Yesterday in the blistering heat of Chainart, Thailand, Pongsaklek Wonjongkam crept one victory closer to Canto’s record of fourteen title defenses when he cruised to a unanimous decision victory over the Mexican fighter. For twelve rounds, a lethargic Wonjongkam used defense and movement to thwart the limited offense of Keb Bass and win nearly every round on all three of the judges’ scorecards.
Gilberto Keb Bass was the perfect opponent for WBC Flyweight champion Pongsaklek Wonjongkam of Thailand. He’s tough, battle-tested, but didn’t have even ten fights, so the chance of him spoiling Wonjongkam’s run at Miguel Canto’s record for flyweight title defenses was minimal.
Thai promoter Virat Vajiratanawongse has proven time and time again he’s adept at choosing opponents who give Wonjongkam little to fear. To their credit (or lack of), the W.B.C. conveniently had Keb Bass rated tenth at light flyweight. The Mexican fighter had been ranked number fifteen but after defeating four fighters with a combined record of 5-14-1, somehow moved up to number ten. The shenanigans of El Presidente are never-ending.
Wonjongkam entered the ring to the chants of “Hall of Fame, Hall of Fame, Hall of Fame!” making reference to the belief of his promoter and camp that breaking Canto’s record will result in his being inducted into the W.B.C. Hall of Fame.
Round one started slowly, with both fighters cautiously probing for openings. There was little action until the end of the round when Wonjongkam unleashed several punches to the body of Keb Bass.
The Thai southpaw controlled the middle rounds, peppering the face of Keb Bass with his right jab, building his lead and keeping the Mexican fighter off-balance with the intermittent hooks and uppercuts.
Keb Bass found his second wind in round eight and made it a close round when he landed three disturbing left hooks to the kidney of Wonjongkam, his best punches of the fight. Wonjongkam slowed his pace considerably but a big right uppercut to the jaw of Keb Bass may have helped him steal the round.
But by round ten, Wonjongkam was breathing hard, content to make Keb Bass miss while showing very little offense; the sizzling heat had reduced the fight to short and sporadic flurries with long lulls in the action. Keb Bass continued to land his left hook to the body while Wonjongkam, although never in danger, looked weary and out of synch. His inactivity cost him the round and he clearly had the look of a fighter who couldn’t wait for the bout to finish.
With Wonjongkam content to lie on the ropes, the Mexican fighter put forth a feeble attempt at winning the last two rounds – it was much too little, much too late. Although Wonjongkam had won every round on two of the scorecards, he was far from dominating.
”He was a tough opponent, very strong” said Wonjongkam. “He was difficult to fight because he had a good body attack and I didn’t want to get butted while on the inside. I’m very happy to get the win.”
It was definitely not one of Wonjongkam’s better performances and gives credence to the notion the long-reigning champion is slipping. The subject of Pongsaklek’s opposition and his reluctance to face any fighter of quality has become the ugly mole on the face of Thailand’s boxing scene. Virtually all of Thailand’s boxing fans know about it and can see it, but no one dare speak about it in public. From taxi drivers to trainers and fellow Thai fighters, all are aware of the limited talents of Wonjongkam’s opposition, but go along with the charade.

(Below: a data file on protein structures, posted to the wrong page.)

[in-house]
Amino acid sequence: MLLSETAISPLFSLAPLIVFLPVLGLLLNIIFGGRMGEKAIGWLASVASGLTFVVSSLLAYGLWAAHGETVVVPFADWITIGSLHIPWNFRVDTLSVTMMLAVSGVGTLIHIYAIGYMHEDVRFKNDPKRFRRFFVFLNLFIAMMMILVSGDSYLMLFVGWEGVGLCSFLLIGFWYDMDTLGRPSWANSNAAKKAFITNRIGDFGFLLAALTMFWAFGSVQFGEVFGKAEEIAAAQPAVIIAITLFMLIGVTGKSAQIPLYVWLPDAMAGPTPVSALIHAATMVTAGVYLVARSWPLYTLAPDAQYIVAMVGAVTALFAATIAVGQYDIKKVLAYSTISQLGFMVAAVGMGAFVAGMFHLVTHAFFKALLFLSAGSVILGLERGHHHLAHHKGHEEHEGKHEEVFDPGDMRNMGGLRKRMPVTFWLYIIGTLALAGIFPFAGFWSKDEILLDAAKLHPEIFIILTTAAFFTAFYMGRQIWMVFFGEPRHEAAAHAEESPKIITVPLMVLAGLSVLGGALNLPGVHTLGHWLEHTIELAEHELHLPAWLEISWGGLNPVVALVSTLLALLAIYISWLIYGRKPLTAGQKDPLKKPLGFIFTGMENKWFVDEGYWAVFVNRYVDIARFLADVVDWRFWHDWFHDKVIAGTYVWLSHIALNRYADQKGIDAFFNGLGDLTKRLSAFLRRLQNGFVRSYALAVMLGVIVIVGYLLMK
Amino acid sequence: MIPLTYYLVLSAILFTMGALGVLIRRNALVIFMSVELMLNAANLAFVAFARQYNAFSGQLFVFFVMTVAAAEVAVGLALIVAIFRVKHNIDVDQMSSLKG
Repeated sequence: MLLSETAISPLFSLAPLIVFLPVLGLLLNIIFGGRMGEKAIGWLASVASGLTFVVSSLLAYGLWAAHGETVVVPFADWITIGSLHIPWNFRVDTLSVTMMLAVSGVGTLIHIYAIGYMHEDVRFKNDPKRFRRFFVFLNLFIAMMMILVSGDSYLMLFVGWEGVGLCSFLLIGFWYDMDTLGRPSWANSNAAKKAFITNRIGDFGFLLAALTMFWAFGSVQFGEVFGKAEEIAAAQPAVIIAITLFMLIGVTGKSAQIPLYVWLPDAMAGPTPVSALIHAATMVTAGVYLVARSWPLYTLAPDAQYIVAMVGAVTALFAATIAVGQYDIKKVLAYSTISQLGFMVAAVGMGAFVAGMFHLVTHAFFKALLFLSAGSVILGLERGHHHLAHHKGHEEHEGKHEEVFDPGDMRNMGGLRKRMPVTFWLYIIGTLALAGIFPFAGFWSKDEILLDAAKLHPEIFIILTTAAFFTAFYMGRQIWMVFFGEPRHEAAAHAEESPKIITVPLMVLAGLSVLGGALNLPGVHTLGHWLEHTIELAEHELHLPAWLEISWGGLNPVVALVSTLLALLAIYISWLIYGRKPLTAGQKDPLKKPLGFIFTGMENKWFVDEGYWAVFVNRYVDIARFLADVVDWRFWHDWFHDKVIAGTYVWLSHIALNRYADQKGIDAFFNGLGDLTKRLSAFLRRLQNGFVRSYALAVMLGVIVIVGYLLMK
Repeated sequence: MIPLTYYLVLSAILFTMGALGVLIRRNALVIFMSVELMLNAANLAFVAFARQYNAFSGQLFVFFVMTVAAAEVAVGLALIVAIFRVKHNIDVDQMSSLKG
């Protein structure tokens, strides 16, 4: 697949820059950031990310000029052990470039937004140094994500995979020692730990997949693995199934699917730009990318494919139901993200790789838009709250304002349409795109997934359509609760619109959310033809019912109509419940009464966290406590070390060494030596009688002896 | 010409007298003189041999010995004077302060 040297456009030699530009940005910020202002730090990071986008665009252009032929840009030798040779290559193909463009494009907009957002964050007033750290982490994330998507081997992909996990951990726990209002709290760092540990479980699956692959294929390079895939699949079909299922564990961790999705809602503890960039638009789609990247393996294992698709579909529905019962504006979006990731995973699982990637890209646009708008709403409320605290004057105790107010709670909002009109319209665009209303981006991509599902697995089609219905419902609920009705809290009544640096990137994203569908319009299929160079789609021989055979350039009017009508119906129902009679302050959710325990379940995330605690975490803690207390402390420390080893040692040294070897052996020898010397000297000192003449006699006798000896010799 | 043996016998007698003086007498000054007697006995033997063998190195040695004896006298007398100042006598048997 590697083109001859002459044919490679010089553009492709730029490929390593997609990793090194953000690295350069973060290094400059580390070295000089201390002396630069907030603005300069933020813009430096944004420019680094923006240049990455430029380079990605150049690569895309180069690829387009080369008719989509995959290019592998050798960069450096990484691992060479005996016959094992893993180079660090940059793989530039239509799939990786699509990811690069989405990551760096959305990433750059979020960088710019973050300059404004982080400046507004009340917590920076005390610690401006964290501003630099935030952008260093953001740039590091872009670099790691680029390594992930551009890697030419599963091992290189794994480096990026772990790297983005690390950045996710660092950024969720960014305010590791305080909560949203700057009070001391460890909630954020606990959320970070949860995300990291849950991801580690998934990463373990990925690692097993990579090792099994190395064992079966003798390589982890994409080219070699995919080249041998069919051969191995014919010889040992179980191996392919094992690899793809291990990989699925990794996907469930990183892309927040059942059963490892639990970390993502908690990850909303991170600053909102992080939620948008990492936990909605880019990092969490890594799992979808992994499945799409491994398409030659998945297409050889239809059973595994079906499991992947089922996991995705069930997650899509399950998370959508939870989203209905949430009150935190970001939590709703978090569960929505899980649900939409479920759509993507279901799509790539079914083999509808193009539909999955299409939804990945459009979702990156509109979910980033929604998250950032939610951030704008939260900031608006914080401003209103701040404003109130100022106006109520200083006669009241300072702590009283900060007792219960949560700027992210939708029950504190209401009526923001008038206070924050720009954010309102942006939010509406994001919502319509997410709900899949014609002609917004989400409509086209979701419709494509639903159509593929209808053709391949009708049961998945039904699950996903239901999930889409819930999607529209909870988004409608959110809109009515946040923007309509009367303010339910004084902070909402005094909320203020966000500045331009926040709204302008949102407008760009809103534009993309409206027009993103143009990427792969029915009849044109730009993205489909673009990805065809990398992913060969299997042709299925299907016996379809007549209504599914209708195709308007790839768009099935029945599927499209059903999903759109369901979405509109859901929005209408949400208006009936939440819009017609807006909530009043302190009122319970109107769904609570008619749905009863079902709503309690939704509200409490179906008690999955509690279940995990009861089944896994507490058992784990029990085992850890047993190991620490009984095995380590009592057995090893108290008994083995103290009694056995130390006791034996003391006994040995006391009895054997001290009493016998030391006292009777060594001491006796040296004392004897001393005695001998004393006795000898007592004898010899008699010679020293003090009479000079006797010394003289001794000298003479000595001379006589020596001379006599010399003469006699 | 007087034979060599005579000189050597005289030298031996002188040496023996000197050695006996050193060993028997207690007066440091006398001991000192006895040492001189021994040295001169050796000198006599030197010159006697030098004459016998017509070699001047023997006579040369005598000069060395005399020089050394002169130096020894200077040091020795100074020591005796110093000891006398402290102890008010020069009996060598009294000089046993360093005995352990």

Sportswriter Edward Thangarajah of the Bangkok Post stated he was told by W.B.C. supervisor Frank Quill “he’ll class the bout as one of the best and will give top marks when he makes his report to the WBC.” If Mr. Quill believes the bout is “one of the best,” perhaps a trip to the optometrist is in order. Mr. Quill also stated at the beginning of the bout “he did not think the fight would last four rounds and Keb Bass would be knocked out.”
A not-so-close inspection of the record of Keb Bass shows in his twelve previous losses he had only been knocked out twice, once by current light-flyweight champion Brian Viloria in eleven rounds. In thirty-eight fights he’d been knocked out twice and the W.B.C. supervisor doesn’t think he’ll last four rounds?
Maybe we could classify the sportswriter’s comments as the beginning of some sort of strange love fest, but Mr. Tangarajah is also the secretary of the Asian Boxing Council, one of the many branches of the W.B.C. Do the math.
Interim champion Jorge Arce, IBF champion Vic Darchinyan, WBA champion Lorenzo Parra and top-rated challenger Rosendo Alvarez all want to fight Wonjongkam and there are no shortages of worthy opponents; all of the before-mentioned are ranked in The Ring’s top ten and would be considered credible. And yet the facade continues.
Virtually all fight cards in Thailand are free and the announcers never let the spectators forget this. All through the fight fans are reminded of how “this show is free, 100% free!”
Boxing fans love free fights but there are plenty of fans willing to pay to see Wonjongkam fight Jorge Arce; instead, and for free, they get to watch the shell game – over and over again.
Wonjongkam is now scheduled to fight again sometime in May against an opponent yet to be confirmed. Keb Bass drops to 25-13-1 while Wonjongkam’s record moves to 60-2.
Judges scores: 120-108, 120-108, 119-110. The Sweet Science had it 119-110.
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On the undercard, WBC Youth Flyweight Champion Fahpetchnoi Sor Chitpatana (12-0, 9 KO’s) registered a sixth round TKO victory over Cheng Guang Dong (1-1, 1 KO) of China.
Promoter: Virat Vajiratanawongse